It must not however be imagined, from the foregoing observations, that I consider the coast country, north of Port Macquarie, superior to other parts of the colony for agricultural and pastoral pursuits, or other ordinary colonial occupations, unless yards. For it is too mountainous, densely wooded, and swampy, to be so good as many other parts for sheep, and wheat and potatoes do not grow there so well as in the extreme southern districts. My object, in publishing the foregoing observations on this part of the territory of New South Wales, has been to show that it is in a great measure exempt from that extreme aridity in the aspect of the country, which characterises Australia generally; whilst it is well adapted for the production of many objects of cultivation, such as rice, cotton, sugar, indigo, &c. for which its warmer and moister climate, and the rich belts of alluvial soil on the banks of its rivers and streams, are peculiarly suited.

  1. The MacLeay river.—My survey has however, shewn that it is only navigable for thirty-four miles, and so far only for vessels not exceeding sixty or seventy tons burden.
  2. Three Expeditions into the Interior of Eastern Australia, with Descriptions of the newly explored Region of Australia Felix, and of the present Colony of New South Wales, by Major Sir T. L. Mitchell, D.C.L., F.G.S., &c. Surveyor-General. 2 vols. 8vo.—London: T. & W. Boone, New Bond Street.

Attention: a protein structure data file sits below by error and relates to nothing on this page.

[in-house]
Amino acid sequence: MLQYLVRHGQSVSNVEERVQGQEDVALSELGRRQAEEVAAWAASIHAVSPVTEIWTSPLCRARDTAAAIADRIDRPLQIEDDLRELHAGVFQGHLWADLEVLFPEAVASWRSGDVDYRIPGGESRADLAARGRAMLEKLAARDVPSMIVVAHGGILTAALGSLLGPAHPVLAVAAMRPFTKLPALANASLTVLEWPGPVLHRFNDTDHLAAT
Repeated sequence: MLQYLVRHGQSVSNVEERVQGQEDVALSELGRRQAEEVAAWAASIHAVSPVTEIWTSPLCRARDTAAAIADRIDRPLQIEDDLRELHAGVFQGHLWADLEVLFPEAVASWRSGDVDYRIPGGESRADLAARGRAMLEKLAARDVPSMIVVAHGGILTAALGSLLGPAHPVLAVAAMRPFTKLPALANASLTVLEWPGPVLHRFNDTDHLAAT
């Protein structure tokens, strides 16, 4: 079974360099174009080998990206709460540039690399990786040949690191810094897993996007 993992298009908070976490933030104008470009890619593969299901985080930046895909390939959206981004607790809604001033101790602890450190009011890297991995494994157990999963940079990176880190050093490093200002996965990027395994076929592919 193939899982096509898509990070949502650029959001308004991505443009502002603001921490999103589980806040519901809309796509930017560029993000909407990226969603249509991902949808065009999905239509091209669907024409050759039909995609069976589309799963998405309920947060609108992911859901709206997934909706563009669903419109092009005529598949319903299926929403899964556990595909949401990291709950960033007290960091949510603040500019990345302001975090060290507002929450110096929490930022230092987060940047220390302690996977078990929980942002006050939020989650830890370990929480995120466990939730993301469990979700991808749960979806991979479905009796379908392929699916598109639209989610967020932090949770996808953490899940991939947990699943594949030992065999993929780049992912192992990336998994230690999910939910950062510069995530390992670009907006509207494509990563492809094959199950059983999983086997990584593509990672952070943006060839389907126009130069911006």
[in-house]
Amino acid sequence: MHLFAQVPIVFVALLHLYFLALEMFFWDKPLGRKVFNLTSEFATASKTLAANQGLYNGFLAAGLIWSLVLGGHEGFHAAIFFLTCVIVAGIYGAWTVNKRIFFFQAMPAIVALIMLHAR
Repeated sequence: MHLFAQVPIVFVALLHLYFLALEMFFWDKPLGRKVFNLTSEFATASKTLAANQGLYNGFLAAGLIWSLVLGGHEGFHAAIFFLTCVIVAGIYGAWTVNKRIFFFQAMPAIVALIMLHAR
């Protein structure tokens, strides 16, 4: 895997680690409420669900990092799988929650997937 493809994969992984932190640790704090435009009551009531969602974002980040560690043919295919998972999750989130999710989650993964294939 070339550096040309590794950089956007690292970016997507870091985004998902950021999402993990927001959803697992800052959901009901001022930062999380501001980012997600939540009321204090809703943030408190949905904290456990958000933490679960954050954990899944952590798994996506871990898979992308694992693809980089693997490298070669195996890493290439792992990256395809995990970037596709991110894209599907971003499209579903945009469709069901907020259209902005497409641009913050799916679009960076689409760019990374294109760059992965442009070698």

3. I have already observed, in the commencement of this work, that in Australia the rocks exercise a more marked influence on the vegetation growing on the soil which covers them, than in any other country. In estimating the quantity of land in any part of Australia, the nature of the subjacent rock, and the general formation of the surrounding country, should be considered of paramount importance. With regard to the influence of rocks on soil, Hausmann, in his work on the Connection of Geology with Agriculture and Planting, has observed that "from what has been said of the relations existing between the masses of which the crust of the globe is composed, and the loose earth or soil by which it is covered, it appears evident enough that they have great influence over its formation and nature, and therefore upon the more perfect vegetables and especially those which are the objects of cultivation; and that, although the fertility of the soil is much increased by these vegetables themselves, yet the first foundation of their vigour was derived from the disintegration and decomposition of rocks."